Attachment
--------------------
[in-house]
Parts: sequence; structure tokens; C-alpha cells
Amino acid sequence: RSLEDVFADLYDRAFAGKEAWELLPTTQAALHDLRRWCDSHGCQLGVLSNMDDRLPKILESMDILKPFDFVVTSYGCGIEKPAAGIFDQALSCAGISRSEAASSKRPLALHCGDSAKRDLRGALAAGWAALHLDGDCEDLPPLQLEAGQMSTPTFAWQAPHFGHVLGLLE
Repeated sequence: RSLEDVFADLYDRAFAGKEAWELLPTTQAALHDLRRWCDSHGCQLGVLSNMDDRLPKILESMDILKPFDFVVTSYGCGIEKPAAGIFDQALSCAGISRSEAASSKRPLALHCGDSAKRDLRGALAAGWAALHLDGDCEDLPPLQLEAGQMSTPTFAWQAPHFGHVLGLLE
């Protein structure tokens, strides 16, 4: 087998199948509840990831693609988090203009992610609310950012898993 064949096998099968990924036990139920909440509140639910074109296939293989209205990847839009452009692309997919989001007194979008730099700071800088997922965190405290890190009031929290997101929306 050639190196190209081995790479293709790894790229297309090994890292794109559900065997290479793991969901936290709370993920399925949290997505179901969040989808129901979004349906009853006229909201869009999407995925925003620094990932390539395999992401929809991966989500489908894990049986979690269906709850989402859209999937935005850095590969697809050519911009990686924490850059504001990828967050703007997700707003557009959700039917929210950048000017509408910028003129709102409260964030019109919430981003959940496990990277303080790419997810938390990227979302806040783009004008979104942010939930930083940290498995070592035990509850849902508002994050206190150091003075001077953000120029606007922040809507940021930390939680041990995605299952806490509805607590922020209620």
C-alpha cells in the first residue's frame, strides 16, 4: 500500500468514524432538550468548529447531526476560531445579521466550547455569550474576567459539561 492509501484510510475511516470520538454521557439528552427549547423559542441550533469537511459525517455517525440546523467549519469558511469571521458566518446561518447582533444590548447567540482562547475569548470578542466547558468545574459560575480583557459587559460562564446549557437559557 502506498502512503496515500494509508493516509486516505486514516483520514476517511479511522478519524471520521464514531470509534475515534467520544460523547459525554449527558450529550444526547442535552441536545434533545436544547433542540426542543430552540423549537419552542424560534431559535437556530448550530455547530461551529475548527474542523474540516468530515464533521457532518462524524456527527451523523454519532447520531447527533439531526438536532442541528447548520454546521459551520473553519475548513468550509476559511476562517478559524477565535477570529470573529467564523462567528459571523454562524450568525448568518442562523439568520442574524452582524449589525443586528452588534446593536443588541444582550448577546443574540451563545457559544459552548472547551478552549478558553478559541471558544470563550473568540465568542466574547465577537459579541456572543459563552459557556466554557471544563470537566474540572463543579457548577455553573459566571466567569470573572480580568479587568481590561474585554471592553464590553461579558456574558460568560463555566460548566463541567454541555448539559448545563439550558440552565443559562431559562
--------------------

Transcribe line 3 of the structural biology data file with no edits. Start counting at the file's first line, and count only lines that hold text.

Amino acid sequence: RSLEDVFADLYDRAFAGKEAWELLPTTQAALHDLRRWCDSHGCQLGVLSNMDDRLPKILESMDILKPFDFVVTSYGCGIEKPAAGIFDQALSCAGISRSEAASSKRPLALHCGDSAKRDLRGALAAGWAALHLDGDCEDLPPLQLEAGQMSTPTFAWQAPHFGHVLGLLE